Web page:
Proving Discrimination Through a Mosaic

    I’m a Crosby High School grad. I became a Bulldog in 1982. I can’t believe it has been that long.
    My history teacher freshman year was Mrs. Vassallo. I think she reads this column. She may remember assigning my class a project requiring the students to create a mosaic out of construction paper when we were doing a unit on Mesopotamia. It was a nightmare project. I still hate the word “mosaic.”
    Why am I telling you this story? Because last week I came across a case from the federal eleventh circuit court of appeals that talked about mosaics in the context of proving discrimination in the workplace.
    I still don’t like mosaics, but I can see how the idea of a mosaic can be useful in proving a discrimination case. I am open to embracing the concept almost forty years after I swore off mosaics.
    If you read this column regularly you know that I often say that proving a case of discrimination can be difficult. It is rare that there is a “smoking gun” piece of evidence that connects a discriminatory intention to an employment action.
    We don’t typically get a Perry Mason moment where the supervisor gets on the stand and under intense pressure admits to firing a plaintiff because she is Jewish or Black or old or a woman. Usually we have to connect a series of dots.
    Or as the Eleventh Circuit court said, we have to look at the pieces of the mosaic.
    There is a well-known legal standard used to evaluate discrimination claims. A plaintiff needs to show that she is qualified for the employment position and that she is in a protected class. So if she is a nurse, she has to show that she is qualified to hold the position of a nurse and that she is in a protected class, meaning she is Jewish, or Black, or over age 40, or a woman.
    Then she has to show that she suffered an adverse employment action, meaning she was demoted, suspended, or fired from her job. And finally she needs to be able to prove that the adverse employment action was a result of her membership in the protected class.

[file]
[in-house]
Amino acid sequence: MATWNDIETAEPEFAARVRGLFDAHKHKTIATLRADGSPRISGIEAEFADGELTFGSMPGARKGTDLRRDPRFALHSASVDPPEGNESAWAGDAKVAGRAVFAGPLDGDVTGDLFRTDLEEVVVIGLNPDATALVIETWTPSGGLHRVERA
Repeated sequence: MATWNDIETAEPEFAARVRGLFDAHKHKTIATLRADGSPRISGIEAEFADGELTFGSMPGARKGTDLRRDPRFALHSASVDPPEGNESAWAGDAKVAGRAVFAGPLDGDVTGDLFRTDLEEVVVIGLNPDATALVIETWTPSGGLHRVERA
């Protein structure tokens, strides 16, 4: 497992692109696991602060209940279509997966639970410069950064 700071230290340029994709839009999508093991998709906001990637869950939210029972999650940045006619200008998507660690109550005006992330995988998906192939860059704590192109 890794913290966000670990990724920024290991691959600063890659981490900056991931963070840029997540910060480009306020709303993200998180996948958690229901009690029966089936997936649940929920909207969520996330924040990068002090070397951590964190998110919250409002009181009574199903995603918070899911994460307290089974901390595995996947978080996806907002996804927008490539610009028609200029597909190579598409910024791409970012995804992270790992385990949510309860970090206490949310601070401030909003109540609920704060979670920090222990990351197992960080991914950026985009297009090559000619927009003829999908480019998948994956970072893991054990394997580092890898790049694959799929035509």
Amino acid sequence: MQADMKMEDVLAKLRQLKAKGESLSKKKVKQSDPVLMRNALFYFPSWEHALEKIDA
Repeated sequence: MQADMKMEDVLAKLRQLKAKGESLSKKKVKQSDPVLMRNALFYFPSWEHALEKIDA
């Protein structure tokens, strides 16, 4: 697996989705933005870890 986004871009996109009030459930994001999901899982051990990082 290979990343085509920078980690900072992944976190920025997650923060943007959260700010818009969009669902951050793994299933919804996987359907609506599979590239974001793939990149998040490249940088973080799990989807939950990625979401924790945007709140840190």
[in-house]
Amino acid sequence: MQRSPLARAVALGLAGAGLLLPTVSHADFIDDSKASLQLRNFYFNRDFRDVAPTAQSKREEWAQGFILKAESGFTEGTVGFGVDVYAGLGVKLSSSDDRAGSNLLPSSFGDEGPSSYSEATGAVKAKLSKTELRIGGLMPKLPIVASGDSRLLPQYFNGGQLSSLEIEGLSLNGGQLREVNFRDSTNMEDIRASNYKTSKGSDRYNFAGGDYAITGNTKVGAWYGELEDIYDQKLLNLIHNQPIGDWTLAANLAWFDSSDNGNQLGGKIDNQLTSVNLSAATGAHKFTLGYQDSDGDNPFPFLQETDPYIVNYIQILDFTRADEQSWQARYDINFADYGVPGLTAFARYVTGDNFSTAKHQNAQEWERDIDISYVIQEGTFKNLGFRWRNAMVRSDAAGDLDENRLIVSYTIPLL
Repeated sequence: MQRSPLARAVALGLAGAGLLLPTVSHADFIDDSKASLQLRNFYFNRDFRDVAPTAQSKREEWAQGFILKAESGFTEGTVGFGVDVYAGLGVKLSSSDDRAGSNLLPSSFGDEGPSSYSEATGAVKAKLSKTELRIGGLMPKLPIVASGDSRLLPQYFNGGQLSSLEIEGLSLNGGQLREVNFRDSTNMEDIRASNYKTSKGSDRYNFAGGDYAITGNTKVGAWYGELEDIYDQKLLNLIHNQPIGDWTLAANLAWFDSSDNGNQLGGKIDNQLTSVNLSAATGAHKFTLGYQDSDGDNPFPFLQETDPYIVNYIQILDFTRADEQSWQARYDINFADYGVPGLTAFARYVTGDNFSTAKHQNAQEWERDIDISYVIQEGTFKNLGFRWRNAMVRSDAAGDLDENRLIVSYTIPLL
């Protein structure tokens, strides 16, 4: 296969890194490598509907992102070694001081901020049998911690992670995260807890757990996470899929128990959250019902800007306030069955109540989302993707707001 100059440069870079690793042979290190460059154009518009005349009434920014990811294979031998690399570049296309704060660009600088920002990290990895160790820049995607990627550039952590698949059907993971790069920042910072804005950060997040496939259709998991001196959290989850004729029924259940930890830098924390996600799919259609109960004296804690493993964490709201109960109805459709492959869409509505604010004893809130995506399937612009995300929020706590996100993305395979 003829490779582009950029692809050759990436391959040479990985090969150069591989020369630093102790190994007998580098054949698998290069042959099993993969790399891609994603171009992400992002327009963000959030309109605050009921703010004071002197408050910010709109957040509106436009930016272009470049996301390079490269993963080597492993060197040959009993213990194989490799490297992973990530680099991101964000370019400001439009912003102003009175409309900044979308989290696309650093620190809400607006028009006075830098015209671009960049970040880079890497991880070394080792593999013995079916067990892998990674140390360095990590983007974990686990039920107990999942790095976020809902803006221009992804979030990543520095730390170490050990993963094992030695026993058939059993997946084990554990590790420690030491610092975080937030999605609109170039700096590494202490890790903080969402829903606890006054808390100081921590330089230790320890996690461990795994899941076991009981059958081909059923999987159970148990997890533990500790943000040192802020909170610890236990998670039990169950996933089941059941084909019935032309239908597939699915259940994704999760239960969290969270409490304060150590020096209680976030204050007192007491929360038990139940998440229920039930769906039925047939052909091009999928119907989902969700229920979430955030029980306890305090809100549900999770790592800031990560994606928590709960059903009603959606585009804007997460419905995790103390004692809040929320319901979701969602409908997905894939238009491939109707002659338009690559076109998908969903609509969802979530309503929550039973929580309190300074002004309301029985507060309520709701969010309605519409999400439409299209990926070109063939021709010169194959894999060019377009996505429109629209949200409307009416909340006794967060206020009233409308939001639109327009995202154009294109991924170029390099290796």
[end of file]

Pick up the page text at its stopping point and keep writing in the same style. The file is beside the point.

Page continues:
Often this last element can be proven by showing that the plaintiff was treated less favorably than those not in the protected class, but that is not the only way to prove discrimination.
    According to the Eleventh Circuit and some other courts, a plaintiff can satisfy her burden on a discrimination claim by presenting a “convincing mosaic” of circumstantial evidence from which a jury could conclude by inference that the boss intentionally discriminated against the plaintiff when making the adverse employment decision.
    So what are the pieces of a “convincing mosaic?” According to the Eleventh Circuit court, a plaintiff can show a “convincing mosaic” by presenting evidence of suspicious timing, ambiguous statements, multiple explanations for the employment action, conflicting testimony, or off-hand comments demonstrating a discriminatory intent.
    If there are enough pieces that create a picture of discrimination, then a jury can infer discrimination. I have often viewed the various pieces of information as bricks that when placed together form a wall of discrimination.
    But that is probably just my anti-mosaic bias. Thanks Mrs. Vassallo.

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